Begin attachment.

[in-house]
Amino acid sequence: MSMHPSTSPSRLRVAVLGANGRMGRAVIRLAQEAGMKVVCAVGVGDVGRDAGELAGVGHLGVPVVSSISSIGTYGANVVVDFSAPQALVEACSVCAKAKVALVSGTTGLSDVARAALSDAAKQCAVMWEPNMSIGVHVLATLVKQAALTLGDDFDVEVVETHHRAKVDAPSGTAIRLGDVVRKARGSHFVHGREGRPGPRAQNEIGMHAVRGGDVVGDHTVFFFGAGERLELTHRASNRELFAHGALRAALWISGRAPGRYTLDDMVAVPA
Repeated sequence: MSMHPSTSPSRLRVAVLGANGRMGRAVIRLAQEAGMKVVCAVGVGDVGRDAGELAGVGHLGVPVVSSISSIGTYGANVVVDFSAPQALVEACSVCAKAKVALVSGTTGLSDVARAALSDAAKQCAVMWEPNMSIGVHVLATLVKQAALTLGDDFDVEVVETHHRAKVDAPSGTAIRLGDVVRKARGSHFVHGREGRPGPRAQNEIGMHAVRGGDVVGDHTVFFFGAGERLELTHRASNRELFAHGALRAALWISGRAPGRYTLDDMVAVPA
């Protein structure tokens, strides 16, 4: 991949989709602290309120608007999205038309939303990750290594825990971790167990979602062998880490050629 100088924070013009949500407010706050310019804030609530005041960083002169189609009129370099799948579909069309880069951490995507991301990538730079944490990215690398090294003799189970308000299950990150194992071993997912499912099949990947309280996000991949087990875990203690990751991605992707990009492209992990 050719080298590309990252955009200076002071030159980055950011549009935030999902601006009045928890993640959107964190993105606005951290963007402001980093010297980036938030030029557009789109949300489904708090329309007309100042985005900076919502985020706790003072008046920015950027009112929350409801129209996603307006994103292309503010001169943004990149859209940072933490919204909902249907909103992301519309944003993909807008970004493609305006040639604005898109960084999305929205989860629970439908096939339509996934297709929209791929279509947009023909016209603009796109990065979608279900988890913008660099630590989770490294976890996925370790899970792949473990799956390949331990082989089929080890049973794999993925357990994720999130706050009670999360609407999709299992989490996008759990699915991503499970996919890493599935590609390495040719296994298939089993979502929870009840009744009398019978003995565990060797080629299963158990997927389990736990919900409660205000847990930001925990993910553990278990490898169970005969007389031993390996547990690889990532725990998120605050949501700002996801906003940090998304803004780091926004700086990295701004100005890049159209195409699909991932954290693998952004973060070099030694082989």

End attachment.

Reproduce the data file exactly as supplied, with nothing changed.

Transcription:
[in-house]
Amino acid sequence: MSMHPSTSPSRLRVAVLGANGRMGRAVIRLAQEAGMKVVCAVGVGDVGRDAGELAGVGHLGVPVVSSISSIGTYGANVVVDFSAPQALVEACSVCAKAKVALVSGTTGLSDVARAALSDAAKQCAVMWEPNMSIGVHVLATLVKQAALTLGDDFDVEVVETHHRAKVDAPSGTAIRLGDVVRKARGSHFVHGREGRPGPRAQNEIGMHAVRGGDVVGDHTVFFFGAGERLELTHRASNRELFAHGALRAALWISGRAPGRYTLDDMVAVPA
Repeated sequence: MSMHPSTSPSRLRVAVLGANGRMGRAVIRLAQEAGMKVVCAVGVGDVGRDAGELAGVGHLGVPVVSSISSIGTYGANVVVDFSAPQALVEACSVCAKAKVALVSGTTGLSDVARAALSDAAKQCAVMWEPNMSIGVHVLATLVKQAALTLGDDFDVEVVETHHRAKVDAPSGTAIRLGDVVRKARGSHFVHGREGRPGPRAQNEIGMHAVRGGDVVGDHTVFFFGAGERLELTHRASNRELFAHGALRAALWISGRAPGRYTLDDMVAVPA
């Protein structure tokens, strides 16, 4: 991949989709602290309120608007999205038309939303990750290594825990971790167990979602062998880490050629 100088924070013009949500407010706050310019804030609530005041960083002169189609009129370099799948579909069309880069951490995507991301990538730079944490990215690398090294003799189970308000299950990150194992071993997912499912099949990947309280996000991949087990875990203690990751991605992707990009492209992990 050719080298590309990252955009200076002071030159980055950011549009935030999902601006009045928890993640959107964190993105606005951290963007402001980093010297980036938030030029557009789109949300489904708090329309007309100042985005900076919502985020706790003072008046920015950027009112929350409801129209996603307006994103292309503010001169943004990149859209940072933490919204909902249907909103992301519309944003993909807008970004493609305006040639604005898109960084999305929205989860629970439908096939339509996934297709929209791929279509947009023909016209603009796109990065979608279900988890913008660099630590989770490294976890996925370790899970792949473990799956390949331990082989089929080890049973794999993925357990994720999130706050009670999360609407999709299992989490996008759990699915991503499970996919890493599935590609390495040719296994298939089993979502929870009840009744009398019978003995565990060797080629299963158990997927389990736990919900409660205000847990930001925990993910553990278990490898169970005969007389031993390996547990690889990532725990998120605050949501700002996801906003940090998304803004780091926004700086990295701004100005890049159209195409699909991932954290693998952004973060070099030694082989």